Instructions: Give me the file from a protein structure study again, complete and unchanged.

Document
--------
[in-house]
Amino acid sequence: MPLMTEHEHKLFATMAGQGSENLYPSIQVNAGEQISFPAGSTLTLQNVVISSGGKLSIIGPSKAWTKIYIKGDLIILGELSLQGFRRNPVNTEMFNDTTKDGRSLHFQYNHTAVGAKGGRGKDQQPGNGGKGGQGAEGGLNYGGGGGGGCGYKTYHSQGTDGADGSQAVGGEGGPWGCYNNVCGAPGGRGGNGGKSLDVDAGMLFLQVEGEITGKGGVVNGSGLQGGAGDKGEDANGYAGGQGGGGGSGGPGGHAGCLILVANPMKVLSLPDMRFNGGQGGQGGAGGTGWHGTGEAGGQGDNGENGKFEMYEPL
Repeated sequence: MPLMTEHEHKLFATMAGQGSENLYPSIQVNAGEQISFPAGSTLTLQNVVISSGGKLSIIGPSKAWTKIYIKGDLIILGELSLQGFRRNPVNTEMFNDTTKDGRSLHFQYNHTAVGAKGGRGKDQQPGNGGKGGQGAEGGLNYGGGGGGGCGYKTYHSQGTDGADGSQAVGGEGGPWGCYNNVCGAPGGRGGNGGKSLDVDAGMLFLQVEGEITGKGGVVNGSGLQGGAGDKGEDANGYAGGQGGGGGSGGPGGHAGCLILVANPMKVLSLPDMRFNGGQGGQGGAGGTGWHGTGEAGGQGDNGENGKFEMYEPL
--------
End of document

[in-house]
Amino acid sequence: MPLMTEHEHKLFATMAGQGSENLYPSIQVNAGEQISFPAGSTLTLQNVVISSGGKLSIIGPSKAWTKIYIKGDLIILGELSLQGFRRNPVNTEMFNDTTKDGRSLHFQYNHTAVGAKGGRGKDQQPGNGGKGGQGAEGGLNYGGGGGGGCGYKTYHSQGTDGADGSQAVGGEGGPWGCYNNVCGAPGGRGGNGGKSLDVDAGMLFLQVEGEITGKGGVVNGSGLQGGAGDKGEDANGYAGGQGGGGGSGGPGGHAGCLILVANPMKVLSLPDMRFNGGQGGQGGAGGTGWHGTGEAGGQGDNGENGKFEMYEPL
Repeated sequence: MPLMTEHEHKLFATMAGQGSENLYPSIQVNAGEQISFPAGSTLTLQNVVISSGGKLSIIGPSKAWTKIYIKGDLIILGELSLQGFRRNPVNTEMFNDTTKDGRSLHFQYNHTAVGAKGGRGKDQQPGNGGKGGQGAEGGLNYGGGGGGGCGYKTYHSQGTDGADGSQAVGGEGGPWGCYNNVCGAPGGRGGNGGKSLDVDAGMLFLQVEGEITGKGGVVNGSGLQGGAGDKGEDANGYAGGQGGGGGSGGPGGHAGCLILVANPMKVLSLPDMRFNGGQGGQGGAGGTGWHGTGEAGGQGDNGENGKFEMYEPL